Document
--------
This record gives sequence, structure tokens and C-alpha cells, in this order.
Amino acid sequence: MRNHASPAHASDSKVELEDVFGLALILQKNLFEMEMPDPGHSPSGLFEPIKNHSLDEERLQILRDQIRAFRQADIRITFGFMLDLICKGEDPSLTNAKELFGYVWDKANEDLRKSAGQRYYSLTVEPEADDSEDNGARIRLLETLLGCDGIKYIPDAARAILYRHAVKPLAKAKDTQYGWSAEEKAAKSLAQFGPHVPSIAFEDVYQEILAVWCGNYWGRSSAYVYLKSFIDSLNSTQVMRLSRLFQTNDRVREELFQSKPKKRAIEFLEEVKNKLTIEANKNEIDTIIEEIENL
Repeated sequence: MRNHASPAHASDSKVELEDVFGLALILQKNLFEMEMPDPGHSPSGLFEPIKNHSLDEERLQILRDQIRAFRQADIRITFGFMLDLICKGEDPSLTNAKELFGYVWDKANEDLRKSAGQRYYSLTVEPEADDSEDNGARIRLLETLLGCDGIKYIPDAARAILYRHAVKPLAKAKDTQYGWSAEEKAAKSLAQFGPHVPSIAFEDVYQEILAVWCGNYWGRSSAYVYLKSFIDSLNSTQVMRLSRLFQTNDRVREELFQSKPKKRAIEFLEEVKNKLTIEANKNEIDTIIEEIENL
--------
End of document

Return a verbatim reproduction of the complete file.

This record gives sequence, structure tokens and C-alpha cells, in this order.
Amino acid sequence: MRNHASPAHASDSKVELEDVFGLALILQKNLFEMEMPDPGHSPSGLFEPIKNHSLDEERLQILRDQIRAFRQADIRITFGFMLDLICKGEDPSLTNAKELFGYVWDKANEDLRKSAGQRYYSLTVEPEADDSEDNGARIRLLETLLGCDGIKYIPDAARAILYRHAVKPLAKAKDTQYGWSAEEKAAKSLAQFGPHVPSIAFEDVYQEILAVWCGNYWGRSSAYVYLKSFIDSLNSTQVMRLSRLFQTNDRVREELFQSKPKKRAIEFLEEVKNKLTIEANKNEIDTIIEEIENL
Repeated sequence: MRNHASPAHASDSKVELEDVFGLALILQKNLFEMEMPDPGHSPSGLFEPIKNHSLDEERLQILRDQIRAFRQADIRITFGFMLDLICKGEDPSLTNAKELFGYVWDKANEDLRKSAGQRYYSLTVEPEADDSEDNGARIRLLETLLGCDGIKYIPDAARAILYRHAVKPLAKAKDTQYGWSAEEKAAKSLAQFGPHVPSIAFEDVYQEILAVWCGNYWGRSSAYVYLKSFIDSLNSTQVMRLSRLFQTNDRVREELFQSKPKKRAIEFLEEVKNKLTIEANKNEIDTIIEEIENL